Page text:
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What evidence exists to suggest that computational science produces more information than studying real phenomena as they are?

I think about this topic often, because I think synthetic knowledge is a fascinating topic, but once I begin to observe how empirical things really behave, then I recall that "all models are wrong" seems to be the case. But I am not also entirely sure about "usefulness" of wrong models.

Then I ask, is studying the real world is fundamentally more important than studying models of it? Why do we think that computational science is useful?

Possible answers include:

  • a study where costs are reduced due to using models, but a similar product is achieved.
  • a study where lack of empirical data is replaced with simulated data.
  • a paper where it's demonstrated that a model does not really replace an empirical test. Supporting the idea that the real world is more important than the models.

Related:

Computational Science Demands a New Paradigm

https://physicstoday.scitation.org/doi/10.1063/1.1881898

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    $\begingroup$ The only question that I see is on your title, but I wouldn't know how to address it. $\endgroup$
    – nicoguaro
    Commented Sep 3, 2022 at 12:48
  • $\begingroup$ A pertinent question if it were better focused. $\endgroup$ Commented Sep 8, 2022 at 3:36

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This is the nature of science, at least the more physical ones.

You have a hypothesis about some object. You devise some experiment that would highlight this hypothesis the clearest, with the least unrelated influences. You make a prediction of the experiment based on the hypothesis. You compare the prediction with the outcome of the experiment.

It should be clear where numerical computation enters in making the prediction. If the hypothesis is part of a well-established field, then also devising the experiment, like optimizing the shape of the apparatus, or the placement, times and kinds of measurements, can profit from scientific computation.

Doing such optimized experiments can avoid doing many more less optimized experiments. Computing numerical models can also show where indirect or weak effects are (or should be) the sharpest.

No numerical simulation can replace reality. The mathematical models are (sometimes drastically) simplified reflections of reality. The numerical solution of large models is always inexact to some degree, of "fast", "cheap" and "exact" you can have at most two.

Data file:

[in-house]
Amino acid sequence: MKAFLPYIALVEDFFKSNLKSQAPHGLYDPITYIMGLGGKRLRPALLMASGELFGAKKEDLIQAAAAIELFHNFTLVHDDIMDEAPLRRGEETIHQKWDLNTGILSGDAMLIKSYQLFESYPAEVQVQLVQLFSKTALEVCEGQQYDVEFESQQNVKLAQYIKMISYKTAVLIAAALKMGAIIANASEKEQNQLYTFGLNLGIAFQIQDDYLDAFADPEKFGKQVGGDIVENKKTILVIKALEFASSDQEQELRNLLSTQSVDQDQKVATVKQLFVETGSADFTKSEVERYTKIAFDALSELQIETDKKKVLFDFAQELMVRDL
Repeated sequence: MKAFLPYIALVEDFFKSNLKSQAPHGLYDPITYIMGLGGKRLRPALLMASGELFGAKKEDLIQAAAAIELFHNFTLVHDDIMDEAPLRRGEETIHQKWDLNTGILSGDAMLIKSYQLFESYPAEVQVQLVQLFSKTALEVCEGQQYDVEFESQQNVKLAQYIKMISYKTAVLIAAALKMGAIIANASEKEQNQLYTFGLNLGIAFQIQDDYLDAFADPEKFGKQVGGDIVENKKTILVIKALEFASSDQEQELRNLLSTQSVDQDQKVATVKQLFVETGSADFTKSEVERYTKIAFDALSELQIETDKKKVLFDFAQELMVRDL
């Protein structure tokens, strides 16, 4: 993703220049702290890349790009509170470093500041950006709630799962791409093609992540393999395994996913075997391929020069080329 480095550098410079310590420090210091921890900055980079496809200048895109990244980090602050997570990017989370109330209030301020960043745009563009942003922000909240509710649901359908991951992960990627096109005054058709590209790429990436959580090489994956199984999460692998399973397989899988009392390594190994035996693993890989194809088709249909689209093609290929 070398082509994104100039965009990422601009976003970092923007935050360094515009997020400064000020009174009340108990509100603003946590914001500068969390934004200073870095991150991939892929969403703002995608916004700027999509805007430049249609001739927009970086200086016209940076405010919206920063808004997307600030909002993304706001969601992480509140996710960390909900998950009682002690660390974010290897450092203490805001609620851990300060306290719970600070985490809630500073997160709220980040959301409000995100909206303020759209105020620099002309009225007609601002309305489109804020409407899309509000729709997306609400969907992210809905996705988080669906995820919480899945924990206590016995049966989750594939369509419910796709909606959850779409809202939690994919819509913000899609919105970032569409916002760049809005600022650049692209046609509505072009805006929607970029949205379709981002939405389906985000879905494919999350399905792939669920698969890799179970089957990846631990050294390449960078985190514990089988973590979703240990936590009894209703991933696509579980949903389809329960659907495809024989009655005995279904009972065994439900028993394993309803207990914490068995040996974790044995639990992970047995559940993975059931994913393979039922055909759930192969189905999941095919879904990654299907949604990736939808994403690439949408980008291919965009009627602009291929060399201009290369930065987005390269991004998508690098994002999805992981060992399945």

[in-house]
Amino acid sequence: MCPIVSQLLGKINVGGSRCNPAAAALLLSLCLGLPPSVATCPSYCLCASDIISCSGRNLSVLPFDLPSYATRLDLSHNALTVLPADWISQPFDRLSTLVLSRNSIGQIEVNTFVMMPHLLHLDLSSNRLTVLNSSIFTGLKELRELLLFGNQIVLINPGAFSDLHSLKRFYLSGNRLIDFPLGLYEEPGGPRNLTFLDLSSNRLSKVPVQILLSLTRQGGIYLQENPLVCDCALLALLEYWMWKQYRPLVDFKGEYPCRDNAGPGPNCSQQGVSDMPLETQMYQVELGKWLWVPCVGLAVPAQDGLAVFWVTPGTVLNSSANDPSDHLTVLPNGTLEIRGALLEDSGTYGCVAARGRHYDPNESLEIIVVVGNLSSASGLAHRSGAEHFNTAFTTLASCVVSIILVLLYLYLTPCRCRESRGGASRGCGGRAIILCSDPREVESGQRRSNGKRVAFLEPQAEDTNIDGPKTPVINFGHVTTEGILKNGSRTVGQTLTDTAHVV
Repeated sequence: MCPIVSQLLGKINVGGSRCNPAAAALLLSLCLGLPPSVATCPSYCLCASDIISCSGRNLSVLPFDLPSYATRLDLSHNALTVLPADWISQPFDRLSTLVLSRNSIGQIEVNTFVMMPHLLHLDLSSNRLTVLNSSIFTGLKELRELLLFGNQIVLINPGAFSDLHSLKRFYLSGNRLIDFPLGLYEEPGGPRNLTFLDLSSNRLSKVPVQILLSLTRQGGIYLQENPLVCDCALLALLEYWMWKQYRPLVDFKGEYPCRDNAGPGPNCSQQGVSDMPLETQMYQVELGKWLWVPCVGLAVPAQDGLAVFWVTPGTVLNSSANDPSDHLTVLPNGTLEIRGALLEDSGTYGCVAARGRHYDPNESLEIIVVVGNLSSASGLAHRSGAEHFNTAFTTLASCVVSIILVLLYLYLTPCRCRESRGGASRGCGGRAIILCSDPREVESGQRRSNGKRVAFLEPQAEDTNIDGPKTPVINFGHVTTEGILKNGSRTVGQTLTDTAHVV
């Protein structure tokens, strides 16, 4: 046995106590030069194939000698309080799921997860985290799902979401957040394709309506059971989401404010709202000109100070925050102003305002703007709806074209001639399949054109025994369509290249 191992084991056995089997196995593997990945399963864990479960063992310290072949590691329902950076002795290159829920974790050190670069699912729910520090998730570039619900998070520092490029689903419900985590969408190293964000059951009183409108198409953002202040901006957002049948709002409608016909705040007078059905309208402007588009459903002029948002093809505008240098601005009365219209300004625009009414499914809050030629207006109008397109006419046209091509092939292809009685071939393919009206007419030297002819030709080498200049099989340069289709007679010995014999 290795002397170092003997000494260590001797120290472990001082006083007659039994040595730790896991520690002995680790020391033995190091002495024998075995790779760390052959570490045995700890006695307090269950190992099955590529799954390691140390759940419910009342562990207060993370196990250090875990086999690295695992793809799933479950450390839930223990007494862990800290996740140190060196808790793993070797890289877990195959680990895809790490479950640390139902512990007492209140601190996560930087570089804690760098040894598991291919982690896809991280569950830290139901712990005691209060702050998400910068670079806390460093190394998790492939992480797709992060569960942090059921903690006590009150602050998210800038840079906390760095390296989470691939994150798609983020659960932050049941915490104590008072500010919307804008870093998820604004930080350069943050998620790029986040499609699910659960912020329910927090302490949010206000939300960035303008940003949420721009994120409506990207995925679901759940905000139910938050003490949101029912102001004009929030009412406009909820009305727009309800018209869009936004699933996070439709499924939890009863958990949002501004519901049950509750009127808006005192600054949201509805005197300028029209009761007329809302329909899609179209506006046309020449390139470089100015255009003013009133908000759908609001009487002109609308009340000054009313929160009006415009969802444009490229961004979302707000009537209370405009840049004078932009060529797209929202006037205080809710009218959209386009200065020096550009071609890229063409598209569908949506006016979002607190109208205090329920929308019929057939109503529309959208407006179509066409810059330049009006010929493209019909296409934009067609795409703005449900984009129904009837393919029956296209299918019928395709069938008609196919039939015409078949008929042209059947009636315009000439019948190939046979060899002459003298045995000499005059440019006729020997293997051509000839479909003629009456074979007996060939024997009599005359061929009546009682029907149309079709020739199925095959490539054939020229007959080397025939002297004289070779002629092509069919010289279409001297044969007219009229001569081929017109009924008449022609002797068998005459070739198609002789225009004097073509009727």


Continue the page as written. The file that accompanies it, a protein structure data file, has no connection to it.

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  • $\begingroup$ "No numerical simulation can replace reality.". Perhaps, but this is anti-thetical to one philosophical stance: en.wikipedia.org/wiki/Computational_theory_of_mind $\endgroup$
    – mavavilj
    Commented Sep 4, 2022 at 18:18
  • $\begingroup$ Yes, point taken. But what has that topic to do with scientific computation on digital computers? The brain is more like an analog computer, imprecise in its elementary components, but error-correcting by being massively parallel. $\endgroup$ Commented Sep 4, 2022 at 18:32
  • $\begingroup$ en.wikipedia.org/wiki/Simulation_hypothesis ~ If all we think is computation, then all we observe also is, and what is "really real" is meaningless. I actually like this idea a lot, because a lot of what we interpret in science is in fact just distributions. Or, in other words, why can't we make all science "computational", if that's the observational layer? $\endgroup$
    – mavavilj
    Commented Sep 4, 2022 at 20:28
  • $\begingroup$ There's also a paradigm somewhere that attempts to replace experiments with computational experiments. $\endgroup$
    – mavavilj
    Commented Sep 10, 2022 at 16:49
  • $\begingroup$ Yes, there really is no bound for delusion and hubris. Solipsism is a valid weltanschauung, but practically ascribes god-like powers to the proponent. There was this one author of philosophic science-fiction that wrote extensively and amusingly about this mental boundedness of us meatsacks, a Stanislaw Lem, esp. in the stories about GOLEM XIV and Ion Tichy. $\endgroup$ Commented Sep 10, 2022 at 19:17
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There is one simple yet important case: your experimental data has not happened yet!

You can not compare the value of weather forecasts against experimental data, as the data you would have to compare has not manifested yet. The same holds true for models of our ecosystem and climate. We very much like to know what is going to happen to our planet before it happens, and computational science is the way to go.

Now, this does not mean that these models are not compared against historical data, but the reason we do these simulations is essentially to predict the (near) future.

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Another important case: computational tests allow for more and cheaper experiments than the real phenomena.

For instance, to find out the best position for a support beam on a bridge, without finite-element modelling you'd have to build 100 bridges, put load onto them until they collapse, and keep the design that can hold the maximum load. Not very practical, you'll agree.

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